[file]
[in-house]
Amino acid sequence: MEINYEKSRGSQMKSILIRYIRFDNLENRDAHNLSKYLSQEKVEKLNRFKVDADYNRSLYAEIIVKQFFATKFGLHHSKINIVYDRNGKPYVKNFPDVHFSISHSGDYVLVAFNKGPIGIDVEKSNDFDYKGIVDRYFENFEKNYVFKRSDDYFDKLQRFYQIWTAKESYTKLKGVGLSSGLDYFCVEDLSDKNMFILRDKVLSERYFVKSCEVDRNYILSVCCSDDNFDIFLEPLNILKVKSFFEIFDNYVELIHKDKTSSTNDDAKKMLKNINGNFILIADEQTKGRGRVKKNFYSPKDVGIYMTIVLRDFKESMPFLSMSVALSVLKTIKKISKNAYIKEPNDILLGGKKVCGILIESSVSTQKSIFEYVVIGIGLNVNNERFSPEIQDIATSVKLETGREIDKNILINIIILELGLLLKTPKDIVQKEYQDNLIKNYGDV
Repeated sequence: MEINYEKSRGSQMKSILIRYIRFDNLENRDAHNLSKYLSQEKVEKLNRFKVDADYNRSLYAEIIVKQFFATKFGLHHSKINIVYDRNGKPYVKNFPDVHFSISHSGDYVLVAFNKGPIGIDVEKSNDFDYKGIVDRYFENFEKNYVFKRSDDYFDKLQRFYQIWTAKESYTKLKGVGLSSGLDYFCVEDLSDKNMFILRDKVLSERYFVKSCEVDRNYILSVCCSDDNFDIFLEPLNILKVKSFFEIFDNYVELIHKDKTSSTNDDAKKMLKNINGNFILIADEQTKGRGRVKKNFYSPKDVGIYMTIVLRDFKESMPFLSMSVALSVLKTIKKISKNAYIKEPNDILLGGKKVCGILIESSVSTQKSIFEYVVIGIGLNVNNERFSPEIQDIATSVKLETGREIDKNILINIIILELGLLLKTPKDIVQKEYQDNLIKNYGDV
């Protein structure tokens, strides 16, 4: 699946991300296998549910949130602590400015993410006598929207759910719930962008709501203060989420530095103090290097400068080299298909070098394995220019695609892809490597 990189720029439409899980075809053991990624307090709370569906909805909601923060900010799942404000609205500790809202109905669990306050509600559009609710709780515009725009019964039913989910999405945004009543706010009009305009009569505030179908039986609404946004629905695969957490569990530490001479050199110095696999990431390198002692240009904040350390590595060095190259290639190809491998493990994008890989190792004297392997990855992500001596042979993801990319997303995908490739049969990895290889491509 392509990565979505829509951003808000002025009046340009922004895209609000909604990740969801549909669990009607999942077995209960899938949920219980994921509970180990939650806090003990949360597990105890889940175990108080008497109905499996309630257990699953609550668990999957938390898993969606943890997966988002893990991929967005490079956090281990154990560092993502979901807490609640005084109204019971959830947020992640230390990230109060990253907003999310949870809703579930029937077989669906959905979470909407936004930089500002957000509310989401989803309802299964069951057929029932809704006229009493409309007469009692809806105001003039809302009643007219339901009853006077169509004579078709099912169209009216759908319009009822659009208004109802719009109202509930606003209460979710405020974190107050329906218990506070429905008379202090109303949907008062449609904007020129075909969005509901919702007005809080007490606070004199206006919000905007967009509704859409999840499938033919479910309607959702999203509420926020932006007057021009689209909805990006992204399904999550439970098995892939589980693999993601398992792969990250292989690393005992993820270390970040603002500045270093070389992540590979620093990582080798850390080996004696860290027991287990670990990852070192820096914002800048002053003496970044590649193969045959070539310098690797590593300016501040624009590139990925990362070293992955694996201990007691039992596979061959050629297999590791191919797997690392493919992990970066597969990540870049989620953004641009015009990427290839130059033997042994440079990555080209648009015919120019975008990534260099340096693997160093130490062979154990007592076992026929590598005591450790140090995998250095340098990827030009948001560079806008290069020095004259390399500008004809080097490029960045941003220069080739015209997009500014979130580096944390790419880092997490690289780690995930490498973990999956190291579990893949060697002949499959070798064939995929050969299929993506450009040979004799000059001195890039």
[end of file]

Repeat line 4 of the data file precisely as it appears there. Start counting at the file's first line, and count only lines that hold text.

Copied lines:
């Protein structure tokens, strides 16, 4: 699946991300296998549910949130602590400015993410006598929207759910719930962008709501203060989420530095103090290097400068080299298909070098394995220019695609892809490597 990189720029439409899980075809053991990624307090709370569906909805909601923060900010799942404000609205500790809202109905669990306050509600559009609710709780515009725009019964039913989910999405945004009543706010009009305009009569505030179908039986609404946004629905695969957490569990530490001479050199110095696999990431390198002692240009904040350390590595060095190259290639190809491998493990994008890989190792004297392997990855992500001596042979993801990319997303995908490739049969990895290889491509 392509990565979505829509951003808000002025009046340009922004895209609000909604990740969801549909669990009607999942077995209960899938949920219980994921509970180990939650806090003990949360597990105890889940175990108080008497109905499996309630257990699953609550668990999957938390898993969606943890997966988002893990991929967005490079956090281990154990560092993502979901807490609640005084109204019971959830947020992640230390990230109060990253907003999310949870809703579930029937077989669906959905979470909407936004930089500002957000509310989401989803309802299964069951057929029932809704006229009493409309007469009692809806105001003039809302009643007219339901009853006077169509004579078709099912169209009216759908319009009822659009208004109802719009109202509930606003209460979710405020974190107050329906218990506070429905008379202090109303949907008062449609904007020129075909969005509901919702007005809080007490606070004199206006919000905007967009509704859409999840499938033919479910309607959702999203509420926020932006007057021009689209909805990006992204399904999550439970098995892939589980693999993601398992792969990250292989690393005992993820270390970040603002500045270093070389992540590979620093990582080798850390080996004696860290027991287990670990990852070192820096914002800048002053003496970044590649193969045959070539310098690797590593300016501040624009590139990925990362070293992955694996201990007691039992596979061959050629297999590791191919797997690392493919992990970066597969990540870049989620953004641009015009990427290839130059033997042994440079990555080209648009015919120019975008990534260099340096693997160093130490062979154990007592076992026929590598005591450790140090995998250095340098990827030009948001560079806008290069020095004259390399500008004809080097490029960045941003220069080739015209997009500014979130580096944390790419880092997490690289780690995930490498973990999956190291579990893949060697002949499959070798064939995929050969299929993506450009040979004799000059001195890039």